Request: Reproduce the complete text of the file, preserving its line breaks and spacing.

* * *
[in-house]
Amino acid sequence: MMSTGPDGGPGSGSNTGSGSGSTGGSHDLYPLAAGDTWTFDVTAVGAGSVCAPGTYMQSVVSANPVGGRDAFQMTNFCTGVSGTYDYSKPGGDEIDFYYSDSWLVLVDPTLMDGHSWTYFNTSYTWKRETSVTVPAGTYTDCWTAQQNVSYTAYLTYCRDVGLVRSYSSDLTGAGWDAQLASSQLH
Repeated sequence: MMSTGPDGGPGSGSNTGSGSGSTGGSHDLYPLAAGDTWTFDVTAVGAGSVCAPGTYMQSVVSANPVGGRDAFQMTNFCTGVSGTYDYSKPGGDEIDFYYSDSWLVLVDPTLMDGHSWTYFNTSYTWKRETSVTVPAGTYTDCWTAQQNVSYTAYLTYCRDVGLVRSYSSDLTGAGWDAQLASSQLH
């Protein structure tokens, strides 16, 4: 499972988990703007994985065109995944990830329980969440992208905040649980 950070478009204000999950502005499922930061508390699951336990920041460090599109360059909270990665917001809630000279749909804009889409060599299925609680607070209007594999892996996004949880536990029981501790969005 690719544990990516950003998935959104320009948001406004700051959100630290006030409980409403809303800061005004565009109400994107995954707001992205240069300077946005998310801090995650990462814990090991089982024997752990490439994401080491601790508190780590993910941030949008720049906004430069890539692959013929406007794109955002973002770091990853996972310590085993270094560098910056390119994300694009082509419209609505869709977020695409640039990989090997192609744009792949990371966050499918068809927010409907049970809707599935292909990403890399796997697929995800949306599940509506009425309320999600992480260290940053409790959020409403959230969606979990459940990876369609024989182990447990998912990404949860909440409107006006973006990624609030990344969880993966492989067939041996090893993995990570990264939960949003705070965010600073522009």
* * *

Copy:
[in-house]
Amino acid sequence: MMSTGPDGGPGSGSNTGSGSGSTGGSHDLYPLAAGDTWTFDVTAVGAGSVCAPGTYMQSVVSANPVGGRDAFQMTNFCTGVSGTYDYSKPGGDEIDFYYSDSWLVLVDPTLMDGHSWTYFNTSYTWKRETSVTVPAGTYTDCWTAQQNVSYTAYLTYCRDVGLVRSYSSDLTGAGWDAQLASSQLH
Repeated sequence: MMSTGPDGGPGSGSNTGSGSGSTGGSHDLYPLAAGDTWTFDVTAVGAGSVCAPGTYMQSVVSANPVGGRDAFQMTNFCTGVSGTYDYSKPGGDEIDFYYSDSWLVLVDPTLMDGHSWTYFNTSYTWKRETSVTVPAGTYTDCWTAQQNVSYTAYLTYCRDVGLVRSYSSDLTGAGWDAQLASSQLH
């Protein structure tokens, strides 16, 4: 499972988990703007994985065109995944990830329980969440992208905040649980 950070478009204000999950502005499922930061508390699951336990920041460090599109360059909270990665917001809630000279749909804009889409060599299925609680607070209007594999892996996004949880536990029981501790969005 690719544990990516950003998935959104320009948001406004700051959100630290006030409980409403809303800061005004565009109400994107995954707001992205240069300077946005998310801090995650990462814990090991089982024997752990490439994401080491601790508190780590993910941030949008720049906004430069890539692959013929406007794109955002973002770091990853996972310590085993270094560098910056390119994300694009082509419209609505869709977020695409640039990989090997192609744009792949990371966050499918068809927010409907049970809707599935292909990403890399796997697929995800949306599940509506009425309320999600992480260290940053409790959020409403959230969606979990459940990876369609024989182990447990998912990404949860909440409107006006973006990624609030990344969880993966492989067939041996090893993995990570990264939960949003705070965010600073522009």